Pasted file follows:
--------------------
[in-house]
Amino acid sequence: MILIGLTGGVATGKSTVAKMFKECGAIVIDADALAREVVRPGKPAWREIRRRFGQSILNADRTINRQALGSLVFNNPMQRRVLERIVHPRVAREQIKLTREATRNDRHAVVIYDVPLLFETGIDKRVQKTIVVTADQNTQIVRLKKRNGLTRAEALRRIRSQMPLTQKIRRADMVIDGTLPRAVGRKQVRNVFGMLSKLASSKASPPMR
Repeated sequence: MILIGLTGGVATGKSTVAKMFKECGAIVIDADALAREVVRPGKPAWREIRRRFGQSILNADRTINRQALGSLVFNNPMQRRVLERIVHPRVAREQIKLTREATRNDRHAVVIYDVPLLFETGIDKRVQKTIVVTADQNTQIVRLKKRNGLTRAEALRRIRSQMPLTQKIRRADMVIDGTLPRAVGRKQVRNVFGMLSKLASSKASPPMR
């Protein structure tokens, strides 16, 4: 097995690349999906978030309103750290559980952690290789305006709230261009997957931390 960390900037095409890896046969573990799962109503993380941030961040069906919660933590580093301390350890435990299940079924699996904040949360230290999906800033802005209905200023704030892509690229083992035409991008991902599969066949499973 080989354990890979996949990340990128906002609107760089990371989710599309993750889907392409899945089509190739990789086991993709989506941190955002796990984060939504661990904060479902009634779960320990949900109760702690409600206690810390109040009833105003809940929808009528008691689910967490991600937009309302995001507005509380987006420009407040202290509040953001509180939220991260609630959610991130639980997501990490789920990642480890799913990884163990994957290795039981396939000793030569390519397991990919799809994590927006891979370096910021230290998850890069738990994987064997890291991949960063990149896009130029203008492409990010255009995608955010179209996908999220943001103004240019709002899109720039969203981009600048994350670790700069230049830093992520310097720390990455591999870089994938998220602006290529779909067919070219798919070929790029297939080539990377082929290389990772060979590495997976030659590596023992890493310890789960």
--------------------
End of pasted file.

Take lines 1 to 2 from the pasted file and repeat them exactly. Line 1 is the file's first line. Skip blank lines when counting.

[in-house]
Amino acid sequence: MILIGLTGGVATGKSTVAKMFKECGAIVIDADALAREVVRPGKPAWREIRRRFGQSILNADRTINRQALGSLVFNNPMQRRVLERIVHPRVAREQIKLTREATRNDRHAVVIYDVPLLFETGIDKRVQKTIVVTADQNTQIVRLKKRNGLTRAEALRRIRSQMPLTQKIRRADMVIDGTLPRAVGRKQVRNVFGMLSKLASSKASPPMR